As May began, I was in a positive mindset. Rehabilitation had been going well, and I was picking up the miles along with the climbing volume, slowly but surely.

As I type this, it’s three months to UTMB® and most of the administration in respect of the travel and race has been finalised. Only the Schengen Visa application needs finalisation and then its go time. Super amped and stoked to have reached this stage.

May has, however, did not go as smoothly as anticipated. Having done just 224 kilometres of training (with some 5000 metres of climbing) I felt apprehensive about toeing the line for the pioneer race of Mac Mac Ultra 100 miler, knowing I was under-trained and only about 60% recovered from the tendon injury I sustained at the beginning of April.

May 24th rolled on and I stood at the start line in the quaint old mining town of Pilgrim’s Rest, in Mpumalanga. The run started smoothly and injury felt fine as the kilometres rolled by. Until we hit a big climb through a natural indigenous forest about 12 kilometres into the tough 100-mile course.

The undertrained legs already started to feel the climbs when a pain slowly started developing in the injured area. Reaching Blackhill Hut aid station, I felt completely spent and even race director Eloff Hoffman commented on how quiet I was. A rare occurrence! The injury really started flaring up at the top of the climb to this aid station.

As the miles of solitude clocked by, the dull injury pain kept raising its head as I kept on grinding down the course. Reaching Morgenzon aid station (40 kilometres in) I felt like pulling the plug as I got caught and past, by the top by three ladies, having a serious race. I decided, after having spent most of the time so far on my own, I would join up with two other runners, Riaan and Herman, for the long dark night stint ahead. We chatted and shuffled our way back to Pilgrim’s Rest on the next section of the route. The time went by relatively well; the chatter drowning out the growing injury pain. Our party of three became a party of four as we were joined by another runner, Innes, at the Pilgrim’s Rest aid station up to Mac Mac Hut aid station.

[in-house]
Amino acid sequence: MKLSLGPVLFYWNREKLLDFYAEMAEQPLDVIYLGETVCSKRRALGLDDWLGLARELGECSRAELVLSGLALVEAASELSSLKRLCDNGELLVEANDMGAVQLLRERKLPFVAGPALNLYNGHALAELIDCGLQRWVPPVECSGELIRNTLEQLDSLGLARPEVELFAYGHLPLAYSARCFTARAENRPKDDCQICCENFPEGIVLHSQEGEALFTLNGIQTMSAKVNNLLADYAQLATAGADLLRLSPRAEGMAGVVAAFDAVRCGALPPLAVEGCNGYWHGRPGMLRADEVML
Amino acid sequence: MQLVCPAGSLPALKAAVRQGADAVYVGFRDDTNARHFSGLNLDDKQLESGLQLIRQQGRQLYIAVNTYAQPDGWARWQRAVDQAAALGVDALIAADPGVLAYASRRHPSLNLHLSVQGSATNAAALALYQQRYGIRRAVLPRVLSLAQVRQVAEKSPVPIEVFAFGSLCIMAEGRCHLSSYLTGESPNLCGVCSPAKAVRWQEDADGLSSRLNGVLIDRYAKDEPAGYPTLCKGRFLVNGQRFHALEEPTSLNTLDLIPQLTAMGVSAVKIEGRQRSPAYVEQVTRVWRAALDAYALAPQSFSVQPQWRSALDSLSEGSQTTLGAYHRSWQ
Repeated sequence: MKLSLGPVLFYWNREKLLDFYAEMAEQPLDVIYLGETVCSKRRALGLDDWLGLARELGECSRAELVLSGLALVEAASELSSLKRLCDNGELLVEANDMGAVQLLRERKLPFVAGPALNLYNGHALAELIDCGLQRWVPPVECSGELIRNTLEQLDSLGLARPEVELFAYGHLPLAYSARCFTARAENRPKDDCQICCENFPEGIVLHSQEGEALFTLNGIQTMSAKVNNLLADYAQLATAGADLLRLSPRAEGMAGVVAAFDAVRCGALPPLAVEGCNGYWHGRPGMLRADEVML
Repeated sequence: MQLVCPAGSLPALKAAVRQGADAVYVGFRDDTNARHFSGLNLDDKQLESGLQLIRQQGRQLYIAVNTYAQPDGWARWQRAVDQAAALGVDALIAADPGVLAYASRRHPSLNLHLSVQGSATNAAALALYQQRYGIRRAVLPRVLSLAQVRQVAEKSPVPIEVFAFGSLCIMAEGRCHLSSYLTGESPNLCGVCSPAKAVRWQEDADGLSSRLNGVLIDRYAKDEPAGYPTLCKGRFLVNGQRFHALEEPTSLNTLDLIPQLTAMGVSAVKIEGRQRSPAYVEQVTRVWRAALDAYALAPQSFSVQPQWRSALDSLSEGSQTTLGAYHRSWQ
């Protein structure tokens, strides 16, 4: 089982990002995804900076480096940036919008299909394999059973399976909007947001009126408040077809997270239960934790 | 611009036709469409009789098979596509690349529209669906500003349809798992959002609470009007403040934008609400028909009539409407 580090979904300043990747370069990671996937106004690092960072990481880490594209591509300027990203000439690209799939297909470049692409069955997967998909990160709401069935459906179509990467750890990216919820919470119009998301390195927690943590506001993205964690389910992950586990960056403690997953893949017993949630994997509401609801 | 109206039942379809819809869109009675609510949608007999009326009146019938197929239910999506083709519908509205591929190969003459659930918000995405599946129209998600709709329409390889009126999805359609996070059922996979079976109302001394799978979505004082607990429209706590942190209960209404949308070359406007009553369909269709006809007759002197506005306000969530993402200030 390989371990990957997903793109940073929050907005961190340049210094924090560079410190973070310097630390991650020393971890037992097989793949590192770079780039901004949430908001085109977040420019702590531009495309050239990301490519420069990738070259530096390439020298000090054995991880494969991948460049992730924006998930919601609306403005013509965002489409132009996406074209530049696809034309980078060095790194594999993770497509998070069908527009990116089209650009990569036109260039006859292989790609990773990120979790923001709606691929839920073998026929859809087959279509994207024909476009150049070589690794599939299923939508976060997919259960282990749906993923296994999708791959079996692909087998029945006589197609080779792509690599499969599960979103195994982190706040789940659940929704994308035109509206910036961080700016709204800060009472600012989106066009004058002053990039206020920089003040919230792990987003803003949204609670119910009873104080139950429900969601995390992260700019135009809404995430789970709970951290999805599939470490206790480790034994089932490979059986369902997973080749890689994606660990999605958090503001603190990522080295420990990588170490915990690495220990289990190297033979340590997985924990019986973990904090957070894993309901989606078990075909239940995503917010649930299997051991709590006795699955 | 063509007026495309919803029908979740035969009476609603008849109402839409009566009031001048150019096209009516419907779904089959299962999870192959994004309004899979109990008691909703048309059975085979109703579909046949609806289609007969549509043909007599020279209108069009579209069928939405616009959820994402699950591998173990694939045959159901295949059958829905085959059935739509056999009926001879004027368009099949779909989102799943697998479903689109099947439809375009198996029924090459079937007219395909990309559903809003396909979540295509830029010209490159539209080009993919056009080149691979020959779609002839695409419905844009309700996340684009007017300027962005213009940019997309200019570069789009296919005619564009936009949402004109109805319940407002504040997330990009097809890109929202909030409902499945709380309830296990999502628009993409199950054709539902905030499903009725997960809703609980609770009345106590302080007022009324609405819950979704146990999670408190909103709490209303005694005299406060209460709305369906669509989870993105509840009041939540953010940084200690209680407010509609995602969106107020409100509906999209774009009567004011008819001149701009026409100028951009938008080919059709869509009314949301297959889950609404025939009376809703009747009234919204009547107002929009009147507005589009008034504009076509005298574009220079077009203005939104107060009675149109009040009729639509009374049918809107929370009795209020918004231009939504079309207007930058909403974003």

But as we progressed up the mountain to Mac Mac Hut aid station, it became progressively difficult for me to even keep up the walking sections with the other three runners. I made the call about 3 kilometres from the Mac Mac Hut aid station that I will drop out at that point. Those 3 kilometres to Mac Mac hut was death on my mood and mind, as I kept fighting and arguing with myself on whether this is the correct call and whether or not I was just being a big baby, not being mentally strong enough. This chain of thought had been with me for the last two weeks leading up to Mac Mac Ultra because UTMB®, my main goal race, was merely three months after Mac Mac. I didn’t want to cause more damage and possibly not make it to UTMB®, at all.

When I pulled out at Mac Mac Hut on that Friday night midnight, I had covered 72 kilometres and almost 3000 metres of climbing in about 12hours, which is still long tough day out in the mountains.

The Saturday morning, after having some time to think, as I walked into the race village to support the finishers, I felt that, even though I knew I made the right decision, I had let myself, my friends, family, supporters and sponsors down.

I got in touch with my biokineticists (Nicolene) so that we could get an aggressive treatment plan in place urgently, as the injury felt the way it did two months ago when this all started.

In terms of rehabilitation, I will focus on strengthening the abductors, glutes, hamstrings and quadriceps muscles. This will provide a more stable base and platform for both the hips, knees and the rest of the kinetic chain to do its job correctly and get me back running strong and ready for UTMB®. The timelines are tight but with my team’s backing, as Linda has said, we will be ready for UTMB® 2019.

Never truer the words I used at end of part one of this series, which I repeat here now, Run when you can, walk if you have to, crawl if you must; just never give up.”― Dean Karnazes

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